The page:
There is a difference between being tired and being weary. I am tired after I preach my sermon each Sunday. I am tired after I split a cord of wood. I am often tired after a day’s work of studying, listening, and caring for people. But weary is different. The Apostle Paul reminds us in Galatians 6:9, let us not be weary in well doing. Weariness is a soul-sickness. This comes to us when we live out of rhythm from God’s design of Sabbath-keeping and building into our day white space in our schedule for interactions with Jesus. Weariness comes to us when we don’t attend to the One who said,

“Come to me, all you who are weary and burdened, and I will give you rest. Take my yoke upon you and learn from me, for I am gentle and humble in heart, and you will find rest for your souls. For my yoke is easy and my burden is light.”  

Matthew 11:28-30

I think it worthy to note that Jesus was never in a hurry, and he was never late. Can you keep pace with Jesus? You can if you follow him. After all, he walks at the speed of love.


Joe Chambers is Pastor of Mountain Heights Baptist Church in Buena Vista, CO, the founder of Sacred Journey Retreats, and author of Field Notes on the Jesus Way. He spends available time with ministry leaders by combining discipleship, counseling, spiritual direction, and storytelling to guide them on the sacred journey of living a simple and soul-flourishing life. Read more of Joe's articles on his blog.


NWBC is offering scholarships for pastors for up to 6 soul care sessions (by zoom or phone) with Joe.  To schedule sessions or find out more about a sacred retreat, contact Joe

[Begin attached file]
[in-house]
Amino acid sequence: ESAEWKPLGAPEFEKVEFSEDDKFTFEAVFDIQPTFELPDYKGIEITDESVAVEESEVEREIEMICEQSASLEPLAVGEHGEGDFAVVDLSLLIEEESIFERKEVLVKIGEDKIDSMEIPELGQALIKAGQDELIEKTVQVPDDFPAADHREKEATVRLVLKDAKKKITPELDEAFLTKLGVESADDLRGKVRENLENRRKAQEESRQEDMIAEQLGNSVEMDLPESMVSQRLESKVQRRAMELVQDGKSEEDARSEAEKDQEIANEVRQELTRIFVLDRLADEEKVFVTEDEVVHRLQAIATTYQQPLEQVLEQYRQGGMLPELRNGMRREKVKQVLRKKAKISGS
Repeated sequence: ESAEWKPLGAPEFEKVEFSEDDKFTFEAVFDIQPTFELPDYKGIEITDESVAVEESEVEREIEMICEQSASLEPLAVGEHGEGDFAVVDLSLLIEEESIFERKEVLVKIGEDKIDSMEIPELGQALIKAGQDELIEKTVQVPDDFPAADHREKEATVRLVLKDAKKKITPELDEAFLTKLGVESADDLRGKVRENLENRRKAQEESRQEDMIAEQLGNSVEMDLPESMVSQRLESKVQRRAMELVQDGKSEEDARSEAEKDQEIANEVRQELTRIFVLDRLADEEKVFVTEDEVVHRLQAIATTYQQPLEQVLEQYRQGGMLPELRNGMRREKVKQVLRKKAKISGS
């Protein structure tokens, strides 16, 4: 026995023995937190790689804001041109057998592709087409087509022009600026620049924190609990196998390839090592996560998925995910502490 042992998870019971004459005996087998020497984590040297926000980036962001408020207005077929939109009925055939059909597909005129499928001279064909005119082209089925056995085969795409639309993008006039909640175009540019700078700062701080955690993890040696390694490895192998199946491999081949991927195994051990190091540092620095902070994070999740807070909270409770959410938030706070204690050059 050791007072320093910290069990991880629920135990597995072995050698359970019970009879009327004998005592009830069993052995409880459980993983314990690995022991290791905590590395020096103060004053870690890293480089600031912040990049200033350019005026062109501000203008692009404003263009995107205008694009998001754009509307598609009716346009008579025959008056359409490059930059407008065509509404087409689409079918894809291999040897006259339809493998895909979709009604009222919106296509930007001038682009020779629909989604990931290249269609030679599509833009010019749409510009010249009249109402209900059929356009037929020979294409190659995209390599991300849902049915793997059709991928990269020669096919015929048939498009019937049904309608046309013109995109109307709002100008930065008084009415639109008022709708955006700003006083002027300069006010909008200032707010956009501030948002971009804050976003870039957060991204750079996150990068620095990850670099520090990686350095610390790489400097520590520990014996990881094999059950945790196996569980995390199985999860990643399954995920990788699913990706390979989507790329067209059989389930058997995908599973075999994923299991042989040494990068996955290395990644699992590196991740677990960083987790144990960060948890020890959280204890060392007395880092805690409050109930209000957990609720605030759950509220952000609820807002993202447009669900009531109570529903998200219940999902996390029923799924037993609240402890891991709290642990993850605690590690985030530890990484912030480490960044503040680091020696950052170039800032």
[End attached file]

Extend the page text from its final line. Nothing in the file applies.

NWBC also has copies of Joe's book available for free for pastors. Email us to request a copy.

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by Natalie Hammond

Church Planting in the Northwest is not easy, simple, and rarely fast. Urban Northwesterners are typically hard to get close to, cost of living is high, opinions lean liberal, and while much of the US is post-Christian, the NW culture is predominantly pre-Christian. Take all that and add moving here from another country with completely different language and culture. Now, you have just a tiny idea of what it is like to plant an ethnic church in our region. 

Chinese work in general is incredibly challenging. Currently, most Chinese nationals who are immigrating to the Northwest are from mainland China -- Mandarin-speaking, upwardly mobile, upper middle class to uber-rich. A substantial number move here for technology jobs, and their wealth can be a barrier to them seeing their need for a Savior. Developing relationships is culturally important but challenging - in part because their past experiences cause them to struggle with trusting. Covid has added another HUGE barrier to overcome, as Chinese people are one of the most sensitive groups when it comes to Covid. Chinese New Year, or Spring Festival, is being celebrated this month, and usually provides a prime opportunity for connecting and outreach. However, most Chinese are still not comfortable gathering, so churches will need to find more creative ways to reach out to their neighbors.